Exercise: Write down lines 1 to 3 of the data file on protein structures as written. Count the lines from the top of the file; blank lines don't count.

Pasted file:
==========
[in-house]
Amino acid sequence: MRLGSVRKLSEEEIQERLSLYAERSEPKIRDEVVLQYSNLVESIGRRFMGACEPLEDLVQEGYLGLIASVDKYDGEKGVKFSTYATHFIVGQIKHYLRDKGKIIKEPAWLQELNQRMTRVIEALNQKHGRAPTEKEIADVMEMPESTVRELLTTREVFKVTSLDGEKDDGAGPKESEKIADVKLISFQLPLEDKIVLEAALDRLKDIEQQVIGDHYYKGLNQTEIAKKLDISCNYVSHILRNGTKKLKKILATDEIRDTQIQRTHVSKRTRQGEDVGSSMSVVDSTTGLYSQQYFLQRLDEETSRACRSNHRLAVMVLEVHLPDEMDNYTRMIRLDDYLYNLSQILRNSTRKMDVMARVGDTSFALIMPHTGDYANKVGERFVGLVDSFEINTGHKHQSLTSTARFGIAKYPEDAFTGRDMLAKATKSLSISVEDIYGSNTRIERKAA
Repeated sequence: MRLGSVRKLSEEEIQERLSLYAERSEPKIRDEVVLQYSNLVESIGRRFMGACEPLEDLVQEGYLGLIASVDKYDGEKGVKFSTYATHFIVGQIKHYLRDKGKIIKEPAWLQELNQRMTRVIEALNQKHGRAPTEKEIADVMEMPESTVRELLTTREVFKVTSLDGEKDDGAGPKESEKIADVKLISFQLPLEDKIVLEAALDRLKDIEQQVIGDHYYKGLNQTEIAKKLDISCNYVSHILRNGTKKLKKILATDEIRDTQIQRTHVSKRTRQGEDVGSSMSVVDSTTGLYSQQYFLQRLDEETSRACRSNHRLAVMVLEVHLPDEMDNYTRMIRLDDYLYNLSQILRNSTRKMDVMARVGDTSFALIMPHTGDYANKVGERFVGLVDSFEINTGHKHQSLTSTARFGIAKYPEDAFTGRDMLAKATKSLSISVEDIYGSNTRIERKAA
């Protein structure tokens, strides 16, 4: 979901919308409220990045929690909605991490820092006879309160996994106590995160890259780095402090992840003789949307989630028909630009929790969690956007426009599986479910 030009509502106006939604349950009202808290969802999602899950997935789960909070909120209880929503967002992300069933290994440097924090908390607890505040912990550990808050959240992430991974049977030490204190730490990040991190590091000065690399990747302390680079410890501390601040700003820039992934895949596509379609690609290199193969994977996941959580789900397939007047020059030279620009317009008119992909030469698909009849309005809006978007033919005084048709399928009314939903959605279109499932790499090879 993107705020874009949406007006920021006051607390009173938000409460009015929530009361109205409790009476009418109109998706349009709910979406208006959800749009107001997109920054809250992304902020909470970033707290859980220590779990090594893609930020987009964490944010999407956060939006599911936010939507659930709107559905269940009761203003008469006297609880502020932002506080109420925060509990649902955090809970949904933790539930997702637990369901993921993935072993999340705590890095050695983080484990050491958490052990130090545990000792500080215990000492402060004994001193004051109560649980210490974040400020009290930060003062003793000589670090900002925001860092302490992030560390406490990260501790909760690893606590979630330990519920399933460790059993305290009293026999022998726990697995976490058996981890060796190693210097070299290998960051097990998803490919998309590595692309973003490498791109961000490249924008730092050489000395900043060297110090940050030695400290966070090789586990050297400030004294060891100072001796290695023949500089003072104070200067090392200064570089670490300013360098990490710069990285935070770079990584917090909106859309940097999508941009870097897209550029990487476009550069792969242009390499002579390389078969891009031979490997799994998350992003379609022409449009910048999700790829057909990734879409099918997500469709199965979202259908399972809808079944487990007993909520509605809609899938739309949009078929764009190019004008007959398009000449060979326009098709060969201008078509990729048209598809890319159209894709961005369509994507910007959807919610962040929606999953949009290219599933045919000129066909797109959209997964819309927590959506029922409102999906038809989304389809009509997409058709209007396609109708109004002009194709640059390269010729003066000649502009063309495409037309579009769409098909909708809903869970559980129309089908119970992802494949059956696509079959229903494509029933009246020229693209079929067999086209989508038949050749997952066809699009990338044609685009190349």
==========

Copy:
[in-house]
Amino acid sequence: MRLGSVRKLSEEEIQERLSLYAERSEPKIRDEVVLQYSNLVESIGRRFMGACEPLEDLVQEGYLGLIASVDKYDGEKGVKFSTYATHFIVGQIKHYLRDKGKIIKEPAWLQELNQRMTRVIEALNQKHGRAPTEKEIADVMEMPESTVRELLTTREVFKVTSLDGEKDDGAGPKESEKIADVKLISFQLPLEDKIVLEAALDRLKDIEQQVIGDHYYKGLNQTEIAKKLDISCNYVSHILRNGTKKLKKILATDEIRDTQIQRTHVSKRTRQGEDVGSSMSVVDSTTGLYSQQYFLQRLDEETSRACRSNHRLAVMVLEVHLPDEMDNYTRMIRLDDYLYNLSQILRNSTRKMDVMARVGDTSFALIMPHTGDYANKVGERFVGLVDSFEINTGHKHQSLTSTARFGIAKYPEDAFTGRDMLAKATKSLSISVEDIYGSNTRIERKAA
Repeated sequence: MRLGSVRKLSEEEIQERLSLYAERSEPKIRDEVVLQYSNLVESIGRRFMGACEPLEDLVQEGYLGLIASVDKYDGEKGVKFSTYATHFIVGQIKHYLRDKGKIIKEPAWLQELNQRMTRVIEALNQKHGRAPTEKEIADVMEMPESTVRELLTTREVFKVTSLDGEKDDGAGPKESEKIADVKLISFQLPLEDKIVLEAALDRLKDIEQQVIGDHYYKGLNQTEIAKKLDISCNYVSHILRNGTKKLKKILATDEIRDTQIQRTHVSKRTRQGEDVGSSMSVVDSTTGLYSQQYFLQRLDEETSRACRSNHRLAVMVLEVHLPDEMDNYTRMIRLDDYLYNLSQILRNSTRKMDVMARVGDTSFALIMPHTGDYANKVGERFVGLVDSFEINTGHKHQSLTSTARFGIAKYPEDAFTGRDMLAKATKSLSISVEDIYGSNTRIERKAA